UMMS Affiliation

Program in Molecular Medicine; Department of Cancer Biology

Publication Date


Document Type



Animals; Carcinoma, Hepatocellular; Cell Proliferation; Cyclin-Dependent Kinase Inhibitor p21; Cytokines; *Hepatocytes; Interleukin-6; Liver; Liver Neoplasms; Liver Regeneration; Mice; Mice, Inbred C57BL; *Mitogen-Activated Protein Kinase 8; Mitogen-Activated Protein Kinase 9; Proto-Oncogene Proteins c-myc; Signal Transduction; Tumor Cells, Cultured


Biochemistry | Cancer Biology | Cell Biology | Cellular and Molecular Physiology | Developmental Biology | Molecular Biology


The cJun NH(2)-terminal kinase (JNK) signal transduction pathway has been implicated in the growth of carcinogen-induced hepatocellular carcinoma. However, the mechanism that accounts for JNK-regulated tumor growth is unclear. Here we demonstrate that compound deficiency of the two ubiquitously expressed JNK isoforms (JNK1 and JNK2) in hepatocytes does not prevent hepatocellular carcinoma development. Indeed, JNK deficiency in hepatocytes increased the tumor burden. In contrast, compound JNK deficiency in hepatocytes and nonparenchymal cells reduced both hepatic inflammation and tumorigenesis. These data indicate that JNK plays a dual role in the development of hepatocellular carcinoma. JNK promotes an inflammatory hepatic environment that supports tumor development, but also functions in hepatocytes to reduce tumor development.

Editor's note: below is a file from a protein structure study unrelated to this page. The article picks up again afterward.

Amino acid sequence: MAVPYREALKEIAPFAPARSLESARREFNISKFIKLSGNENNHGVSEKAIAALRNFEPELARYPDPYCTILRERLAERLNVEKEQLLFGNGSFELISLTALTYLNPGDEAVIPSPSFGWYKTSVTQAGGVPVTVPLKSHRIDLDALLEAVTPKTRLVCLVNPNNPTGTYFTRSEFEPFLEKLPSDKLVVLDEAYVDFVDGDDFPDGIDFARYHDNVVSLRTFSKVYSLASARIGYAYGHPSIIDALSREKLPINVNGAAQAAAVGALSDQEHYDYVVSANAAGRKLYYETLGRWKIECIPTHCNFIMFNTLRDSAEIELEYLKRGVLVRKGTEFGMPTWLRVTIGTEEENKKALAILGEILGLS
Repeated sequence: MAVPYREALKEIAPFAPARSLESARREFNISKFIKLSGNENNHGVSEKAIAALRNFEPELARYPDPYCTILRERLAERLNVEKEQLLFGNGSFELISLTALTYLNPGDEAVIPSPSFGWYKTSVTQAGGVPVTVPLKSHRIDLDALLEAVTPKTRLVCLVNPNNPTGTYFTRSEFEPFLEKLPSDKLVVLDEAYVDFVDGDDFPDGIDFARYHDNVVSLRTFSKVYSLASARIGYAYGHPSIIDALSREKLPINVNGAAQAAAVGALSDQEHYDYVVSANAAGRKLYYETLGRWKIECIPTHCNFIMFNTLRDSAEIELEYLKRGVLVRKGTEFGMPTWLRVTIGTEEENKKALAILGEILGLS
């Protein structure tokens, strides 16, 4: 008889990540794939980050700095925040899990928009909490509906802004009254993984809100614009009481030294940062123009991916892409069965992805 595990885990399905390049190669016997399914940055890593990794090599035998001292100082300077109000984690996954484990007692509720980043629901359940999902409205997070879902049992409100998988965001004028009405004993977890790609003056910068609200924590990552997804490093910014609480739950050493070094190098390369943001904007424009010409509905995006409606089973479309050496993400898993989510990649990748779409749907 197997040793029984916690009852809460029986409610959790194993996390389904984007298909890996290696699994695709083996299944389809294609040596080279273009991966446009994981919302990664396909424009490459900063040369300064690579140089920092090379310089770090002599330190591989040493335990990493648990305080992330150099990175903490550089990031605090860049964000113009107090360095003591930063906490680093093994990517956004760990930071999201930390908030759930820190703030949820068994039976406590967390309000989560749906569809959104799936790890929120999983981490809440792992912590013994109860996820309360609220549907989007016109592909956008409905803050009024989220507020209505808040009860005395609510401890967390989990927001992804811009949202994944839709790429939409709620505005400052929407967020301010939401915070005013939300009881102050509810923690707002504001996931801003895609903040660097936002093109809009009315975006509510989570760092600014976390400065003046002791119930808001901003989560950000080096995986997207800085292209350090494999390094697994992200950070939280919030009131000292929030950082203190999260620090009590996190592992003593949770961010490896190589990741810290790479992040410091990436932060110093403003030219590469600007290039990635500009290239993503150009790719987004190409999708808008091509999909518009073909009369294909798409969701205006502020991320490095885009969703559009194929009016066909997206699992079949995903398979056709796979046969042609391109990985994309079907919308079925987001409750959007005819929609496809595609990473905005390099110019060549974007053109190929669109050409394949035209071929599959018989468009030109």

JNK, partial hepatectomy, hepatocellular carcinoma

Rights and Permissions

Copyright © 2011 by Cold Spring Harbor Laboratory Press. Freely available online through the Genes and Development Open Access option.

DOI of Published Version



Genes Dev. 2011 Mar 15;25(6):634-45. doi: 10.1101/gad.1989311. Link to article on publisher's site

Journal/Book/Conference Title

Genes and development

Related Resources

Link to Article in PubMed

PubMed ID



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